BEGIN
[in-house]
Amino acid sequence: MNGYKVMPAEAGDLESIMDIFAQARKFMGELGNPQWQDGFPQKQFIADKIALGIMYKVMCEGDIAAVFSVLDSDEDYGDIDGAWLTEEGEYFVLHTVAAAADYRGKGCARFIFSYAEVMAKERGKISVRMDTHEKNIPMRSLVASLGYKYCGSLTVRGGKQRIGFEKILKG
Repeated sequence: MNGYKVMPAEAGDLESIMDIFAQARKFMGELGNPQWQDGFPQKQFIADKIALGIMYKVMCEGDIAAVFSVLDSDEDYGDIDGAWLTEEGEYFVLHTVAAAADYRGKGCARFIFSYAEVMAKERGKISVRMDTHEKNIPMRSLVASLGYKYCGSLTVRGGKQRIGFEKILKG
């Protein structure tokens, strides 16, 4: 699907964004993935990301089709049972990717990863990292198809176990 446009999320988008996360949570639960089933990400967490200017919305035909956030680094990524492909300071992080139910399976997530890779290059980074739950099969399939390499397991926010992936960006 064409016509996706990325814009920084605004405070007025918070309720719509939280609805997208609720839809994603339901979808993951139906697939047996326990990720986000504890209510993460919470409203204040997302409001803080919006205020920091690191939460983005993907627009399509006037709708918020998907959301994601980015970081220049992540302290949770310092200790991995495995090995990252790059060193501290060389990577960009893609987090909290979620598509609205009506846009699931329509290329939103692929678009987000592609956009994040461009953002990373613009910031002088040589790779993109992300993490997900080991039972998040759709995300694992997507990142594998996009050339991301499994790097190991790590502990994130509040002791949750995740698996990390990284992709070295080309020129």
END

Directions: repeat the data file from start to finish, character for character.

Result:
[in-house]
Amino acid sequence: MNGYKVMPAEAGDLESIMDIFAQARKFMGELGNPQWQDGFPQKQFIADKIALGIMYKVMCEGDIAAVFSVLDSDEDYGDIDGAWLTEEGEYFVLHTVAAAADYRGKGCARFIFSYAEVMAKERGKISVRMDTHEKNIPMRSLVASLGYKYCGSLTVRGGKQRIGFEKILKG
Repeated sequence: MNGYKVMPAEAGDLESIMDIFAQARKFMGELGNPQWQDGFPQKQFIADKIALGIMYKVMCEGDIAAVFSVLDSDEDYGDIDGAWLTEEGEYFVLHTVAAAADYRGKGCARFIFSYAEVMAKERGKISVRMDTHEKNIPMRSLVASLGYKYCGSLTVRGGKQRIGFEKILKG
């Protein structure tokens, strides 16, 4: 699907964004993935990301089709049972990717990863990292198809176990 446009999320988008996360949570639960089933990400967490200017919305035909956030680094990524492909300071992080139910399976997530890779290059980074739950099969399939390499397991926010992936960006 064409016509996706990325814009920084605004405070007025918070309720719509939280609805997208609720839809994603339901979808993951139906697939047996326990990720986000504890209510993460919470409203204040997302409001803080919006205020920091690191939460983005993907627009399509006037709708918020998907959301994601980015970081220049992540302290949770310092200790991995495995090995990252790059060193501290060389990577960009893609987090909290979620598509609205009506846009699931329509290329939103692929678009987000592609956009994040461009953002990373613009910031002088040589790779993109992300993490997900080991039972998040759709995300694992997507990142594998996009050339991301499994790097190991790590502990994130509040002791949750995740698996990390990284992709070295080309020129």